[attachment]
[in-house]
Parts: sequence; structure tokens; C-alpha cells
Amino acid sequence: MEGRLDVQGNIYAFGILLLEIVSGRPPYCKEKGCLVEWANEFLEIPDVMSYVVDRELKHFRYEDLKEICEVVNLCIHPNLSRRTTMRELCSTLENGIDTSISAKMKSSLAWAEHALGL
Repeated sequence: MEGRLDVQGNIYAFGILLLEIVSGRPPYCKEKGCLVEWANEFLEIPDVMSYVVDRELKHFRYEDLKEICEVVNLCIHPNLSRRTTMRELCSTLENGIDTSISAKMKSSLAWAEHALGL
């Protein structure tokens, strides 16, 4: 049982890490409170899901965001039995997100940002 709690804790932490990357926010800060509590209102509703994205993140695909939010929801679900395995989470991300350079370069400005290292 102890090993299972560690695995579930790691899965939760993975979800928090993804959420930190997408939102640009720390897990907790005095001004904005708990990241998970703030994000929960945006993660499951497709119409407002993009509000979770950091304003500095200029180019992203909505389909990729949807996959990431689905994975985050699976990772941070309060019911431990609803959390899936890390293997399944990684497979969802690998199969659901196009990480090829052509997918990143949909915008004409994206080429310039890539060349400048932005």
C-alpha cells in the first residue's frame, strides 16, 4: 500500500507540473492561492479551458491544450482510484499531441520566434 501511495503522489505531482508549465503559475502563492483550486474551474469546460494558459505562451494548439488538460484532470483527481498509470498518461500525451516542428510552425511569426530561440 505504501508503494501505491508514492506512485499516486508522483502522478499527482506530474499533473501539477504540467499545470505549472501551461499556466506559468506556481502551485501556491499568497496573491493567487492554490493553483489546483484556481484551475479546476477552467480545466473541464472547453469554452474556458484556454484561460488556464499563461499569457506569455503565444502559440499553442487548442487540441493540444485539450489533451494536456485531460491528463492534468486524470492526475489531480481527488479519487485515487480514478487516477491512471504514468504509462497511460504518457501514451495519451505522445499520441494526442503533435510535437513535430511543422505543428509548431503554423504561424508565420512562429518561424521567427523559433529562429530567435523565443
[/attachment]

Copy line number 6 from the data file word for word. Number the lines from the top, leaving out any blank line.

C-alpha cells in the first residue's frame, strides 16, 4: 500500500507540473492561492479551458491544450482510484499531441520566434 501511495503522489505531482508549465503559475502563492483550486474551474469546460494558459505562451494548439488538460484532470483527481498509470498518461500525451516542428510552425511569426530561440 505504501508503494501505491508514492506512485499516486508522483502522478499527482506530474499533473501539477504540467499545470505549472501551461499556466506559468506556481502551485501556491499568497496573491493567487492554490493553483489546483484556481484551475479546476477552467480545466473541464472547453469554452474556458484556454484561460488556464499563461499569457506569455503565444502559440499553442487548442487540441493540444485539450489533451494536456485531460491528463492534468486524470492526475489531480481527488479519487485515487480514478487516477491512471504514468504509462497511460504518457501514451495519451505522445499520441494526442503533435510535437513535430511543422505543428509548431503554423504561424508565420512562429518561424521567427523559433529562429530567435523565443